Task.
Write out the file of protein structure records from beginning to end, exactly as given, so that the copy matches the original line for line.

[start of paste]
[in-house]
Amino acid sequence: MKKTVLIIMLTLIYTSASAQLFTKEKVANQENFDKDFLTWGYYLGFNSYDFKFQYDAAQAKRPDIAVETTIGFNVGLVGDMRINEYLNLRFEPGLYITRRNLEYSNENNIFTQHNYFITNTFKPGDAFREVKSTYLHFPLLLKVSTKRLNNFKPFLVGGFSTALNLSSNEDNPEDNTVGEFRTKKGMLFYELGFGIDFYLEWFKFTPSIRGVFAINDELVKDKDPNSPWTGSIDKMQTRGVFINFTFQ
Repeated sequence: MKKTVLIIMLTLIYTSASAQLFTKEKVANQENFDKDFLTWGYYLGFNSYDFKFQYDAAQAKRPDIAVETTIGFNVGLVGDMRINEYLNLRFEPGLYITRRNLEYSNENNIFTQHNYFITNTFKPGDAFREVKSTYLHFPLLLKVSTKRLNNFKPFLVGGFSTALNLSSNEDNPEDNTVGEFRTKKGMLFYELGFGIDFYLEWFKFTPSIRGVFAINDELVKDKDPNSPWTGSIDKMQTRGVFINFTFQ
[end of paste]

[in-house]
Amino acid sequence: MKKTVLIIMLTLIYTSASAQLFTKEKVANQENFDKDFLTWGYYLGFNSYDFKFQYDAAQAKRPDIAVETTIGFNVGLVGDMRINEYLNLRFEPGLYITRRNLEYSNENNIFTQHNYFITNTFKPGDAFREVKSTYLHFPLLLKVSTKRLNNFKPFLVGGFSTALNLSSNEDNPEDNTVGEFRTKKGMLFYELGFGIDFYLEWFKFTPSIRGVFAINDELVKDKDPNSPWTGSIDKMQTRGVFINFTFQ
Repeated sequence: MKKTVLIIMLTLIYTSASAQLFTKEKVANQENFDKDFLTWGYYLGFNSYDFKFQYDAAQAKRPDIAVETTIGFNVGLVGDMRINEYLNLRFEPGLYITRRNLEYSNENNIFTQHNYFITNTFKPGDAFREVKSTYLHFPLLLKVSTKRLNNFKPFLVGGFSTALNLSSNEDNPEDNTVGEFRTKKGMLFYELGFGIDFYLEWFKFTPSIRGVFAINDELVKDKDPNSPWTGSIDKMQTRGVFINFTFQ